Garbage, faeces take toll on U.S. national parks amid shutdown

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Forget sunsets and mindblowing landscapes, the usual sights of the US's most iconic national parks have been overshadowed with reports of human poop and piles of trash as the federal government's shutdown rolls into the new year.

Many national parks remain open but with skeleton staffs.

Signs at Joshua Tree informed campers this week that the grounds would close "for the safety of visitors and park resources" due to a "lapse in federal appropriations".

The shutdown has also forced the closure of campgrounds at Joshua Tree National Park in Southern California - where the dirty work is left to volunteers.

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At California's Yosemite National Park, for example, trash and human waste are piling up, as restrooms are overused with few employees to maintain them.

Yosemite National Park issued this visitor information: "National Park Service-provided information and orientation are not available".

Unlike some previous government shutdowns, when national parks closed entirely, gates have remained opened under the Trump administration, leaving parks severely understaffed.

Other national parks suffering because of the shutdown are Rocky Mountain National Park in Colorado, which had to close their restrooms and trash bins due to overflowing.

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For more information on US national parks partial closures, visit the National Park Service's Twitter account here.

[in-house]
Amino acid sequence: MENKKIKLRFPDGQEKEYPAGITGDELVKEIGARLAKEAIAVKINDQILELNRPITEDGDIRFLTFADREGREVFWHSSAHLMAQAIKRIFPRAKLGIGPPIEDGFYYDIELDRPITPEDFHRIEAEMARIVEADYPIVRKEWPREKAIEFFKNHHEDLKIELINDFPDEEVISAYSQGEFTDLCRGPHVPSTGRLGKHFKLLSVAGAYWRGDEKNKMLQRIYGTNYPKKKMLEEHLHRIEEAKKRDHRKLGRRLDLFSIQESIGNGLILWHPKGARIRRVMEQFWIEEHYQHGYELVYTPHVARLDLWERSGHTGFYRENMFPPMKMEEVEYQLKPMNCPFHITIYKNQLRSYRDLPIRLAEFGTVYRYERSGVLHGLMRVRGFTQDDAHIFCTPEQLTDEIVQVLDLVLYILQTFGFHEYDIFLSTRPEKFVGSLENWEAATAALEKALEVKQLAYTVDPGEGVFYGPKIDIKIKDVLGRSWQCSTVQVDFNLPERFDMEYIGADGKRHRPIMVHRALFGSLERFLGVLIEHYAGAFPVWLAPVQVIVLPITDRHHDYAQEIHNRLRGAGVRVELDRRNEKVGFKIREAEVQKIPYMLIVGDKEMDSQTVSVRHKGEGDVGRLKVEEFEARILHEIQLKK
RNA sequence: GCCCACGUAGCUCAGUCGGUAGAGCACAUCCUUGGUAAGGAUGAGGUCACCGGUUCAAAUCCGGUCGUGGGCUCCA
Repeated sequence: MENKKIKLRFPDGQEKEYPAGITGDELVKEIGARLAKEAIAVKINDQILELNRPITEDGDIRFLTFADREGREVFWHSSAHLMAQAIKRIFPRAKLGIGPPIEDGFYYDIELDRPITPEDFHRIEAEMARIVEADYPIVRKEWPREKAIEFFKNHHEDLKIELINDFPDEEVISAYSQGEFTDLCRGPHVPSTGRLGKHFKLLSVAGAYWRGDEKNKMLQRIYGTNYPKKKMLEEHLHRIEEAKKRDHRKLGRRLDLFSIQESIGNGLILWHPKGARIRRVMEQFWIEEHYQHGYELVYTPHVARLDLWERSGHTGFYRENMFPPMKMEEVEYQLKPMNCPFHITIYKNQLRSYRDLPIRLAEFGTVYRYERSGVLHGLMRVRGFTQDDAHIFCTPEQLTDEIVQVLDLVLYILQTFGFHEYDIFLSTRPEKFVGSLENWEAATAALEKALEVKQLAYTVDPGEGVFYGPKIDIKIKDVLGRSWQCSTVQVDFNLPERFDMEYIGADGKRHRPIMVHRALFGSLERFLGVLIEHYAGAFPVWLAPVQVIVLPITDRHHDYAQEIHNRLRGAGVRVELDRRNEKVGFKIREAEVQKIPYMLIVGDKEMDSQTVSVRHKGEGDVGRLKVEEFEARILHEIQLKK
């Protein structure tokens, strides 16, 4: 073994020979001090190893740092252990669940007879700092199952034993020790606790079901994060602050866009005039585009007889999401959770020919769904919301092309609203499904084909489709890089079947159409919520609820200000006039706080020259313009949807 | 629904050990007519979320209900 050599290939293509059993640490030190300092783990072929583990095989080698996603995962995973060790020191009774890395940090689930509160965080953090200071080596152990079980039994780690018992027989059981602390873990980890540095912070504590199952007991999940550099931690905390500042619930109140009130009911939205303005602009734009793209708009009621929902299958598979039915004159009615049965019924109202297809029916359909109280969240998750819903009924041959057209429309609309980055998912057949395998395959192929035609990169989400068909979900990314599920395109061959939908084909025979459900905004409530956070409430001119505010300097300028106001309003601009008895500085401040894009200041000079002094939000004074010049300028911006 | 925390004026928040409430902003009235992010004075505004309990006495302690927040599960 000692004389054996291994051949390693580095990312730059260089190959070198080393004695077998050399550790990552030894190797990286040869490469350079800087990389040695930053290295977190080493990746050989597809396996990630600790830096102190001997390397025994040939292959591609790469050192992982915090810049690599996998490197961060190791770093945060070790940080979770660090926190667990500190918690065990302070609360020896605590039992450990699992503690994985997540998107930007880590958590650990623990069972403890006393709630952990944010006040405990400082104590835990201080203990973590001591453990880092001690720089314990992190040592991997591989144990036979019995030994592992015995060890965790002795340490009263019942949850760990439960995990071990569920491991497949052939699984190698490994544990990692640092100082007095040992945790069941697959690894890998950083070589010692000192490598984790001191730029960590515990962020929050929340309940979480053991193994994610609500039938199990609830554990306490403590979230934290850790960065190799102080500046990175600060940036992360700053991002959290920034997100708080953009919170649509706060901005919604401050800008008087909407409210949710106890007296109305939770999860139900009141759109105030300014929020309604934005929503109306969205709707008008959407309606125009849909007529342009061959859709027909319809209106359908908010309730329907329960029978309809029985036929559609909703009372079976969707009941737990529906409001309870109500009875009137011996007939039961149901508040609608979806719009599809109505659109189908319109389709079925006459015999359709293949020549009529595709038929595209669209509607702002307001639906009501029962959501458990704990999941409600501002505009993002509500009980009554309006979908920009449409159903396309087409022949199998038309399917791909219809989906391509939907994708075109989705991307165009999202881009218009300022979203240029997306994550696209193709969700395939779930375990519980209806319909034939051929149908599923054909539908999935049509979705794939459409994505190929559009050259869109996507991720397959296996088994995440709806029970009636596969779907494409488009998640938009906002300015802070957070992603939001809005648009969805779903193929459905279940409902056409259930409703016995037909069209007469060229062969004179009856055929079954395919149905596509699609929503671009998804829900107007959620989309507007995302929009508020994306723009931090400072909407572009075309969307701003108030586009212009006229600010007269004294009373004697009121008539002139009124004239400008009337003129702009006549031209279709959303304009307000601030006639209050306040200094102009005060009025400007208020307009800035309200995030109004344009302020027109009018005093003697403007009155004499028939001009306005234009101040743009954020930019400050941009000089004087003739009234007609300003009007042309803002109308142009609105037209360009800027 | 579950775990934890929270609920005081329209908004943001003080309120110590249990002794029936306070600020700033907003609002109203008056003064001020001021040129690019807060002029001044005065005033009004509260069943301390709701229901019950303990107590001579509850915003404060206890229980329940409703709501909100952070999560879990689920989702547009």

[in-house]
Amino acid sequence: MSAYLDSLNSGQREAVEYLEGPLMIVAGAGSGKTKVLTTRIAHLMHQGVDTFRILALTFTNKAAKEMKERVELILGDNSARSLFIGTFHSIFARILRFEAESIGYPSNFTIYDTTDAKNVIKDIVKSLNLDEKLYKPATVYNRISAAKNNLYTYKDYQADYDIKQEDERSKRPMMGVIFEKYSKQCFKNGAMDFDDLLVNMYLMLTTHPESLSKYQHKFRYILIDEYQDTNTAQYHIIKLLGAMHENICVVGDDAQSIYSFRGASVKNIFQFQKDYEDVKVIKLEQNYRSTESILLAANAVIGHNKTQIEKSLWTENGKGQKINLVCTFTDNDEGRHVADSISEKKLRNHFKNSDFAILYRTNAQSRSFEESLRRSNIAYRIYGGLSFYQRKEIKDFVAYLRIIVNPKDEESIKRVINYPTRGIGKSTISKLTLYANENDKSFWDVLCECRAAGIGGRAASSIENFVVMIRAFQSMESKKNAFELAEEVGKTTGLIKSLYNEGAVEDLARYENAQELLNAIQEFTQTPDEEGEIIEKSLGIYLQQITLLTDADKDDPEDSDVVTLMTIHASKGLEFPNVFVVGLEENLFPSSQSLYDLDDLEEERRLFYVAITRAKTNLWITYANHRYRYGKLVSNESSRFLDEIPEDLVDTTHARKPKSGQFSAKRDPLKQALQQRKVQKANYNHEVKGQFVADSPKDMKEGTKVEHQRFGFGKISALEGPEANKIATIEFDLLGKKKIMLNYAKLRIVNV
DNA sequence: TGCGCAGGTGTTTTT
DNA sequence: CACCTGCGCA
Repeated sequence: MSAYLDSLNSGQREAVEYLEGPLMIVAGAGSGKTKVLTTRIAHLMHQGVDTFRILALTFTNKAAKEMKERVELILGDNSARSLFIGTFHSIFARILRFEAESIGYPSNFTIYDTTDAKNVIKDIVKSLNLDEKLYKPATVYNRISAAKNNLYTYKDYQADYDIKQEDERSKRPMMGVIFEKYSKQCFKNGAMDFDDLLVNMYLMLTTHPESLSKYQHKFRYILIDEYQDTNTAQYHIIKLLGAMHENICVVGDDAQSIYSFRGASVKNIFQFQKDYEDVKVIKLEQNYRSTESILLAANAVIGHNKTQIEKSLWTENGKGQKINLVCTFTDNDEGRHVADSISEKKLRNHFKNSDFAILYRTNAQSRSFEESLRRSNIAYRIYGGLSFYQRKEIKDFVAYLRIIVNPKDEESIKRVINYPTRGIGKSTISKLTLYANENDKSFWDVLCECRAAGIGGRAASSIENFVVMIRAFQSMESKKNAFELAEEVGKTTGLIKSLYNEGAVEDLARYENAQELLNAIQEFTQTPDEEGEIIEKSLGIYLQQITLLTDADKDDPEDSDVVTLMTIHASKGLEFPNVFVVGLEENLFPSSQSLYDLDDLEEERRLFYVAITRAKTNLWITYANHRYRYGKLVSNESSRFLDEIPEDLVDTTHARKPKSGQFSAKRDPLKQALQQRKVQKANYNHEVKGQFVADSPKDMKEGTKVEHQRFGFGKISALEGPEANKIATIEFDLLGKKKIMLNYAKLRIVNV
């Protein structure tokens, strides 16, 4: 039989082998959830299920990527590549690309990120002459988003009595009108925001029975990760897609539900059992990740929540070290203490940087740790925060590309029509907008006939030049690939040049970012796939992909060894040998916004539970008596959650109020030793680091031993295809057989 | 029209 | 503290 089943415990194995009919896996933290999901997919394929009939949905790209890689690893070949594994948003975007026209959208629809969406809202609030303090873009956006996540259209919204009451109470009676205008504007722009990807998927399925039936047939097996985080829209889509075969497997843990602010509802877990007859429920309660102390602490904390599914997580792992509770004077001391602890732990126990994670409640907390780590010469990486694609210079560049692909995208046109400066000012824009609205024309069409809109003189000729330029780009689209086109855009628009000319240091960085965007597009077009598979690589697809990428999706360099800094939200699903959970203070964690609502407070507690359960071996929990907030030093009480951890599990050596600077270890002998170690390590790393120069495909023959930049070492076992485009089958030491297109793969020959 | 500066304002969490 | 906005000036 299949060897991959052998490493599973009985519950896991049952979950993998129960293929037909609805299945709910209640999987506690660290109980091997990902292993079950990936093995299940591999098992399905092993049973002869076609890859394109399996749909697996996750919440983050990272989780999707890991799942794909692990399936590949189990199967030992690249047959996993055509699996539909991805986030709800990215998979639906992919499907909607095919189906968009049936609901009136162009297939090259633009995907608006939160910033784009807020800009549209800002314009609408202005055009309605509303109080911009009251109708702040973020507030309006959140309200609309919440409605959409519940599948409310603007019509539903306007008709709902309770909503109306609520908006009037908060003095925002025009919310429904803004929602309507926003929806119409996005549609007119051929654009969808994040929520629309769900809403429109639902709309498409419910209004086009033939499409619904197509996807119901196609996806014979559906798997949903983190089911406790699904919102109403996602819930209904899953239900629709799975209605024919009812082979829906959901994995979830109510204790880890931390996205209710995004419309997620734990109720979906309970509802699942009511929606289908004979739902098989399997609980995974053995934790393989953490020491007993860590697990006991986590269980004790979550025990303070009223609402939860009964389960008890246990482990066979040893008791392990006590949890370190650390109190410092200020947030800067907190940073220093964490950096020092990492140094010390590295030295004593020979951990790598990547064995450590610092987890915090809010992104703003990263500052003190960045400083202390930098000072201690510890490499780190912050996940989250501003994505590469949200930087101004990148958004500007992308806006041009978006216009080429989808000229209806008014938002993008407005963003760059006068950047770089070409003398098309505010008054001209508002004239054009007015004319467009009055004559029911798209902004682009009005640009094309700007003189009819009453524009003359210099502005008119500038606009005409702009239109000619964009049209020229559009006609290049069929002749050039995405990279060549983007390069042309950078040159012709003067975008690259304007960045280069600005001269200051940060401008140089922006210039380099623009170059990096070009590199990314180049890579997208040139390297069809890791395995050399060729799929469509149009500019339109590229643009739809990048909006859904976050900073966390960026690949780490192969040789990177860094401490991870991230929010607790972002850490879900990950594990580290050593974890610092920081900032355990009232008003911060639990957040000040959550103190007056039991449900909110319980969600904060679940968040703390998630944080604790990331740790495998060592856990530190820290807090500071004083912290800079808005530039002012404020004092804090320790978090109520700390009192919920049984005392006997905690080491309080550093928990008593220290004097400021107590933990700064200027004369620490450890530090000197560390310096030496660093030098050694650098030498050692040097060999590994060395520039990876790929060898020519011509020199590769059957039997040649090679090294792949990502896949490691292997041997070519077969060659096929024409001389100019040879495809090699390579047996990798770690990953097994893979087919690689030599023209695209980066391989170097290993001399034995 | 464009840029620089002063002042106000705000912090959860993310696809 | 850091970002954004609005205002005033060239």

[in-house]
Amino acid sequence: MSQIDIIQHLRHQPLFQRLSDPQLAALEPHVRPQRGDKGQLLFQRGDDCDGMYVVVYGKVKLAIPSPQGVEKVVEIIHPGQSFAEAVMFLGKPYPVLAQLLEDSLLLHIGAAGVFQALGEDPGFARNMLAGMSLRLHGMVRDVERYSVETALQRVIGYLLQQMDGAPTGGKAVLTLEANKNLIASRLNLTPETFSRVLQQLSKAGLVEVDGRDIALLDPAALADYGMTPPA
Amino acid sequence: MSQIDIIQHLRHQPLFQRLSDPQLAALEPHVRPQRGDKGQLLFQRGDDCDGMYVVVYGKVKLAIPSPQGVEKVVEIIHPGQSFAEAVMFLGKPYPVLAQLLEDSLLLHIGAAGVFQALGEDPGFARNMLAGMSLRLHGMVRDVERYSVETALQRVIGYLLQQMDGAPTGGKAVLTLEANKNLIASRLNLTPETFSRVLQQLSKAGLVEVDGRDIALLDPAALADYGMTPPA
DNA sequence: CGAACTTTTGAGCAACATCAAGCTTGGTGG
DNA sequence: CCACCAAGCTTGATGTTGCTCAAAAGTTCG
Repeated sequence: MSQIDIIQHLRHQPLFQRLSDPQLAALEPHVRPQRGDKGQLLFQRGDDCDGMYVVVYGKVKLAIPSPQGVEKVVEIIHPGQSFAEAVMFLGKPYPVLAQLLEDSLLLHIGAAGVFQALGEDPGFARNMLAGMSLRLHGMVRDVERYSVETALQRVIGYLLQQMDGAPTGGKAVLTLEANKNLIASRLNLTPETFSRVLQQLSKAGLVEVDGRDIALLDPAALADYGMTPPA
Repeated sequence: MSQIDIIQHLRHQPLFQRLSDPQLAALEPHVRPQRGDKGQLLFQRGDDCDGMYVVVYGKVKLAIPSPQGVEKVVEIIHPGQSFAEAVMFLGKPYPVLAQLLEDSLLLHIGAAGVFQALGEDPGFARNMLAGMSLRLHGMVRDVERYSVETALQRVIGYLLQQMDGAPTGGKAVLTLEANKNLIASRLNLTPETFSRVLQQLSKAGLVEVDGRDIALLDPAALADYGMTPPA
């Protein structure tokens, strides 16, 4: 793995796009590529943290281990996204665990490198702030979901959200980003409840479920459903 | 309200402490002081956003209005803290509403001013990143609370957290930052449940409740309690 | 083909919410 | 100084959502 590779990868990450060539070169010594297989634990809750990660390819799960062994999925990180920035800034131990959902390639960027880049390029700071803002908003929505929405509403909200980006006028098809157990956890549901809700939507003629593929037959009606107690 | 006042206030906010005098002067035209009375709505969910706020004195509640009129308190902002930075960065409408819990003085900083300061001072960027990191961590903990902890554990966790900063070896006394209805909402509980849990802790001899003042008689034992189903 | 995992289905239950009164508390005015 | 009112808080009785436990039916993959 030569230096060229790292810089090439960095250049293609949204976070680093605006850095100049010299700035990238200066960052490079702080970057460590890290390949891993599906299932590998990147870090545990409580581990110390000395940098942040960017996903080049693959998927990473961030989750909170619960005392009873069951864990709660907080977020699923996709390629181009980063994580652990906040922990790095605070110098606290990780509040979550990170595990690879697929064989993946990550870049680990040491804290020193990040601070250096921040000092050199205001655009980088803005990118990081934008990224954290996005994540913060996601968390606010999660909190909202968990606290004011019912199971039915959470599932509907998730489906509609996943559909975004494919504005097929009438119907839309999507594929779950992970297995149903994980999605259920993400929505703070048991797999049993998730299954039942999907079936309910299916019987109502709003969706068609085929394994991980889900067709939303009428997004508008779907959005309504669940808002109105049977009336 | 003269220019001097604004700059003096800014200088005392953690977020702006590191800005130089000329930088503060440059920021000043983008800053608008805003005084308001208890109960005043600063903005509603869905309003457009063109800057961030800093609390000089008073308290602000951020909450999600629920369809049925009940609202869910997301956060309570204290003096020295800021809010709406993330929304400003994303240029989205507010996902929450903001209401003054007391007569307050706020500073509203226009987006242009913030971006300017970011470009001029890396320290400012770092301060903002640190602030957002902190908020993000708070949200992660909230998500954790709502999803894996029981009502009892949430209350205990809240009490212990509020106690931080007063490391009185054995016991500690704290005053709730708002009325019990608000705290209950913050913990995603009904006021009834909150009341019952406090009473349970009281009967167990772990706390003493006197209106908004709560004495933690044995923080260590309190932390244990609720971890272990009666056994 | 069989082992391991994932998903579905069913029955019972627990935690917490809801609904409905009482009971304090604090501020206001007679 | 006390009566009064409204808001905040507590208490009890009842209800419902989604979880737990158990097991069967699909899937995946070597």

The Smithsonian Institution will close off its museums and the National Zoo on Wednesday because it has depleted its temporary funding.

But David Lamfrom, director of the California Desert and National Wildlife programs of the National Parks Conservation Association, told CNN that overwhelming amounts of poop isn't the only concern.

Almost all roads inside Yellowstone are normally closed for winter, meaning most visitors at this time of the year access park attractions like Old Faithful or the Grand Canyon of the Yellowstone through guides. Friends of Joshua Tree has also partnered up with local residents to organize drives to provide toilet paper for the park.

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Besides instances of people using the woods as a toilet, MacDonald said his biggest concern is what the shutdown could mean for Acadia in the long term. Those guides are splitting the cost of grooming the trails used by their vehicles to keep their operations going, said Travis Watt, general manager of See Yellowstone Alpen Guides based in West Yellowstone, Montana. The lack of staff is already taking its toll less than two weeks into the partial government shutdown, as reported by The Associated Press (AP). "Once conditions go downhill, they will be hard to restore", writes Purdy.

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